global terrorism index-2011

Bangladesh ranked 39th among 158 countries in the first-ever Global Terrorism Index (GTI)! Well, it’s a good news for us since we were not badly targeted, and 
Bangladesh was the least terrorism-affected among the South Asian countries.

But the report produced by the Institute for Economics and Peace (IEP) and published on Tuesday, seems to say something fishy as it mentioned that there were only “six attacks” of such kind and a total of “three people” were killed and four injured in those incidents since 2001, said the GTI-2011.

So far I can recall, there had been some gruesome attacks that claimed around hundred lives during this time which have not been reflected in the index, namely the August 24, 2004 grenade attack, Ramna Batamul attack and Udichi bomb attack. May be the IEP has considered these incidents as results of internal political conflict (!).

The GTI ranks 158 countries over the past 10 years and says that during this time terrorist attacks worldwide have quadrupled. Only 31 of them have not experienced a terrorist attack since 2001.

The index was prepared based on data from the Global Terrorism Database, which is collected and collated by the National Consortium for the Study of Terrorism and Responses to Terrorism (START), headquartered at University of Maryland, USA.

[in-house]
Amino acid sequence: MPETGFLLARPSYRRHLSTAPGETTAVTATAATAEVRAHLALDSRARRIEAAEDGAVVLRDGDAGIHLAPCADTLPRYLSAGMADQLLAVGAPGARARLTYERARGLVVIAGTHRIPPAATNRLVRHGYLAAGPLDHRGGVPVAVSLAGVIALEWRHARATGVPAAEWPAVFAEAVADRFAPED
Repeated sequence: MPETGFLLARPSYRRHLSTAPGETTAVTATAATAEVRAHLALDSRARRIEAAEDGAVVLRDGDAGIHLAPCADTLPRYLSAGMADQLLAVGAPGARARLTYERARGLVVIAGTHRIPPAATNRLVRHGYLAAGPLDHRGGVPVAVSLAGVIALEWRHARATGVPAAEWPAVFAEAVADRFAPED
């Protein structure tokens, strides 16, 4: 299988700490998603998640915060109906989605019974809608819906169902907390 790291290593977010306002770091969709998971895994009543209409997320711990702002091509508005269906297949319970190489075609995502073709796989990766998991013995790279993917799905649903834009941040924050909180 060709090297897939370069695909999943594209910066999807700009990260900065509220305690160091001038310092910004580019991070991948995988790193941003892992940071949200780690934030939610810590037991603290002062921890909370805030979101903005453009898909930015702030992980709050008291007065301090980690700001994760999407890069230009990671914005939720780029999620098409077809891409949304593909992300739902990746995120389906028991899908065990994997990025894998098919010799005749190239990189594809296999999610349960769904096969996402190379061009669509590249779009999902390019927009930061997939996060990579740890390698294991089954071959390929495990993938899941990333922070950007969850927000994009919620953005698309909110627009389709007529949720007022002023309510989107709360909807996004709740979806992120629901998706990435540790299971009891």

The indicators include the number of terrorist incidents, fatalities, injuries and property damage. The GTI analysed many other factors and found intergroup cohesion, human rights, group grievances, corruption and governance to be associated with terrorism.

Iraq ranks number one on the list. Pakistan ranks second on the list, followed by Afghanistan. India stands fourth and Yemen ranks fifth. Somalia, Nigeria, Thailand, Russia and the Philippines appear in the fifth to 10th positions respectively.

North America is the least likely region to suffer from terrorism, with a fatality rate 19 times lower than that in Western Europe. The US has had the largest improvement on the GTI score from 2002-2011, falling from the first to 41st on the list.

The study observed that terrorist attacks had risen steadily in the aftermath of the September 11 attacks in 2001 to 2007, and peaked between 2005 and 2007, coinciding with the Iraq War.

The number of fatalities dropped to 7,473 in 2011, indicating a 25 percent fall from that reported in 2007.

The IEP has also urged the policymakers to redefine tackling terrorism strategies based on the findings.